Measuring resistance to heat transfer (R-value in the US, RSi in Si units) removes uncertainty that arises from theoretical calculations based on lab produced standard conditions, which may have little relation to your local conditions. For example, how much standby energy is really saved by the added insulation of that hot water heater blanket? Following is a method for end users to empirically determine specific R values. This method measures the tank system as a whole, including all nuances such as losses in connecting pipes and temperature pressure valves for example.

Tools required include:

  1. thermometer
  2. clock
  3. tape measure

A method to record readings and the dimensions of the tank to determine the system’s surface area and volume. Before we get to an empirical R-value, we have to determine the actual heat energy transferred from the system (water tank) to the surroundings (air).

Measure Standby Heat Loss Over Time

The concept here is to isolate our test system from energy inputs; so turn off the gas, or the breaker, or the sun.

Surroundings must be large enough that heat transferred from the tank does not measurably raise it’s surrounding’s temperature.

Wireless thermometers with a probe are useful to get next to the tank under the insulation, but the important thing is that you measure the system’s or tank’s temperature and not that of the surroundings. Also keep in mind, it is the change in temperature we want, so measurement technique must be consistent. Measure the temperature the same way each time.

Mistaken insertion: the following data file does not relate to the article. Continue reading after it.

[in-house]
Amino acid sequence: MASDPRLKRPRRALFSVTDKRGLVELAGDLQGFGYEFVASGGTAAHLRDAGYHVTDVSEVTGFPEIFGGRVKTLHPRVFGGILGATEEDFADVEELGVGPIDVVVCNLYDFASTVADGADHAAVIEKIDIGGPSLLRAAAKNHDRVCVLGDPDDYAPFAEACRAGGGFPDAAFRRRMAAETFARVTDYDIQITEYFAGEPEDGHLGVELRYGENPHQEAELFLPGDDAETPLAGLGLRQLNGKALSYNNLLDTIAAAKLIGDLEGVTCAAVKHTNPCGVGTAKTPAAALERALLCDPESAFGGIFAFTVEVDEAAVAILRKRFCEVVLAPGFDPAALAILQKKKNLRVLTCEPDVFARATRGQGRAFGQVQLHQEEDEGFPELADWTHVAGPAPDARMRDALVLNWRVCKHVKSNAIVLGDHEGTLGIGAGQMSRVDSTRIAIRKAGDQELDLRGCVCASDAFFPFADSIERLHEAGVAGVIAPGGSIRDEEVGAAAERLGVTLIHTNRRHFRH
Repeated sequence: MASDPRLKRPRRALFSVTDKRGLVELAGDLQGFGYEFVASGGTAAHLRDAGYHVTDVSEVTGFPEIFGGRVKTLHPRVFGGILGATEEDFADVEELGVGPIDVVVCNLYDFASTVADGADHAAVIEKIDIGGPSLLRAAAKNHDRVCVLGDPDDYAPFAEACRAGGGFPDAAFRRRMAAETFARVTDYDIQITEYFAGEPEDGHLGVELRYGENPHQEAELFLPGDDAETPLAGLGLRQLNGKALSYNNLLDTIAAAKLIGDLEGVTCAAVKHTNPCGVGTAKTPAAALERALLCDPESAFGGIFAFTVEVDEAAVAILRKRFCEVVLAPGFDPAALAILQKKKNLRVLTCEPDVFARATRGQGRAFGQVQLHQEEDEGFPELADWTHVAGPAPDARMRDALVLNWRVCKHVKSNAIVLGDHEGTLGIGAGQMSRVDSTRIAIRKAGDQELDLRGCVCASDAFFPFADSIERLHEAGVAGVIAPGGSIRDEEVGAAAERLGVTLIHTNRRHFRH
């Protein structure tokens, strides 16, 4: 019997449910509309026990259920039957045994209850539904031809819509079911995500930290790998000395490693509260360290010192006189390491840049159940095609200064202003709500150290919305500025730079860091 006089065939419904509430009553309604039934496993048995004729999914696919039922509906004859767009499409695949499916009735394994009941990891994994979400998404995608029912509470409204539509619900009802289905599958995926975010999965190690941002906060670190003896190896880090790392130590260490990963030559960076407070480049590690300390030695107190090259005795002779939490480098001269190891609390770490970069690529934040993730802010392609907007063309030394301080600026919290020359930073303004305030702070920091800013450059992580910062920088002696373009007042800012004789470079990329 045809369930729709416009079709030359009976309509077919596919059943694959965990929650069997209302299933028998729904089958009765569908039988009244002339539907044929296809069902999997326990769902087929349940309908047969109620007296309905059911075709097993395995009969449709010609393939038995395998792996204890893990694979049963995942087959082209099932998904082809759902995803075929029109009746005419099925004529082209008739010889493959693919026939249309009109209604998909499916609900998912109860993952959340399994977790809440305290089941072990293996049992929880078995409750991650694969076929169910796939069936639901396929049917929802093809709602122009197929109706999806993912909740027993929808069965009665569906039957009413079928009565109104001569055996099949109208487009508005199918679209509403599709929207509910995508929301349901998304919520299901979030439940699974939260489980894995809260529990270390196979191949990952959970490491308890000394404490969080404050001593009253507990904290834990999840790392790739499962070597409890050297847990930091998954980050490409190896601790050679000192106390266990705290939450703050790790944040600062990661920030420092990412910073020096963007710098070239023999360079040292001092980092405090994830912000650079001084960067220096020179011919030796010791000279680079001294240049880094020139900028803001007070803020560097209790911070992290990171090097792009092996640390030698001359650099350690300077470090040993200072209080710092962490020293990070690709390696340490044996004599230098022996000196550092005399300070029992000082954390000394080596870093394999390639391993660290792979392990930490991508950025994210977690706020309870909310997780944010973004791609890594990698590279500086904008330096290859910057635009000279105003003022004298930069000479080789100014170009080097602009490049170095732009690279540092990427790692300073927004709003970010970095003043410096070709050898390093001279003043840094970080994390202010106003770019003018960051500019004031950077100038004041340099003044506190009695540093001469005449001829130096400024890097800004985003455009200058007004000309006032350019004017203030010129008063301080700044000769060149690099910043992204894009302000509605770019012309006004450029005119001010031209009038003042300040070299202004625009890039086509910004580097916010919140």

Record the temperature of the system and it’s surroundings after disabling heating energy inputs. As the system cools record the two temperatures every hour for a few hours. Recording exactly on the hour is not critical, but your findings will be more precise. Likewise, a ten hour test will be more precise than a three hour. Overnight testing can be appropriate.

Calculate Standby Heat Loss

One equation to calculate standby heat loss or thermal transfer is:

Heat(power) = V * C * ΔT / t
Where V is volume, C is volumetric heat capacity, ΔT is temperature change, t is time

US units will have to be converted to Si (metric) units of meters, liters, and degrees Celcius. Numbers you provide:

  1. volume of the tank system in liters, or its diameter and height in meters
  2. minutes elapsed during the temp drop test
  3. °C of system temperature change during the test

diameter meters
height meters

Volume Liters
Time minutes
Temp. Drop °Celcius

Energy (kJ) kilojoules
Heat Loss (power) Watts
Heat Loss (power) BTU/h

Calculate R Value (RSi)

Now that we have measured the energy loss, we can calculate the coresponding R value using the following:

R = A (ΔT) / H
Where A is surface area, ΔT is temperature differential across an insulating layer, and H is heat power transferred

Numbers you provide:

  1. surface area of the tank system in square meters, or its diameter and height in meters
  2. Average temperature difference between ithe nside of the tank system and it’s surroundings in degrees Celcius
  3. Heat power transferred from the system to its surroundings in Watts


diameter meters
height meters

Surface Area meters2
ΔTemperature avg. Δ °C

Heat Loss (power) Watts (J/s)

RSi °C·m2 / W
R-value (US) °F·ft2·h / BTU